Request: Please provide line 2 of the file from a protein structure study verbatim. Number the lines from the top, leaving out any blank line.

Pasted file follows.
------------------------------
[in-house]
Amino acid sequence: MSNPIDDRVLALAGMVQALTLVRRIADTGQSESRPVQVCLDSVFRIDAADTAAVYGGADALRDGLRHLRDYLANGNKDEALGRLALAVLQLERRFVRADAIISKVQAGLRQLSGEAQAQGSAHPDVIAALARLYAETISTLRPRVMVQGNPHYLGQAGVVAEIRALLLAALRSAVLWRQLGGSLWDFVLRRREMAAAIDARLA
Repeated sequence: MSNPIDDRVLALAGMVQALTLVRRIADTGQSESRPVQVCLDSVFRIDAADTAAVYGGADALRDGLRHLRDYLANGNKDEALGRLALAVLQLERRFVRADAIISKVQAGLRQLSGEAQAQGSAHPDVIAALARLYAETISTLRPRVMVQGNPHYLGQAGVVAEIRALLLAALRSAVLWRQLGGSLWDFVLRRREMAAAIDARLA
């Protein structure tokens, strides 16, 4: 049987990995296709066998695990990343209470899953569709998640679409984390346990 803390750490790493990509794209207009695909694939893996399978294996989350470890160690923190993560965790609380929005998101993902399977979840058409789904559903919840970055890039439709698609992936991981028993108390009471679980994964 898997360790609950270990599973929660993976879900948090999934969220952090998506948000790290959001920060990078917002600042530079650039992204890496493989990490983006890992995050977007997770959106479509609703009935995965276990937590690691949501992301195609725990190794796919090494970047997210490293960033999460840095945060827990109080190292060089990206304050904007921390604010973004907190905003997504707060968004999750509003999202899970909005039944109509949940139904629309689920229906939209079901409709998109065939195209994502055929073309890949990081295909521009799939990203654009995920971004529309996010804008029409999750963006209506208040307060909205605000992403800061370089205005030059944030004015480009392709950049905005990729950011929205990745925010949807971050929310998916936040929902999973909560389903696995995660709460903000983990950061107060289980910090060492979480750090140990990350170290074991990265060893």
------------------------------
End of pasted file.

Amino acid sequence: MSNPIDDRVLALAGMVQALTLVRRIADTGQSESRPVQVCLDSVFRIDAADTAAVYGGADALRDGLRHLRDYLANGNKDEALGRLALAVLQLERRFVRADAIISKVQAGLRQLSGEAQAQGSAHPDVIAALARLYAETISTLRPRVMVQGNPHYLGQAGVVAEIRALLLAALRSAVLWRQLGGSLWDFVLRRREMAAAIDARLA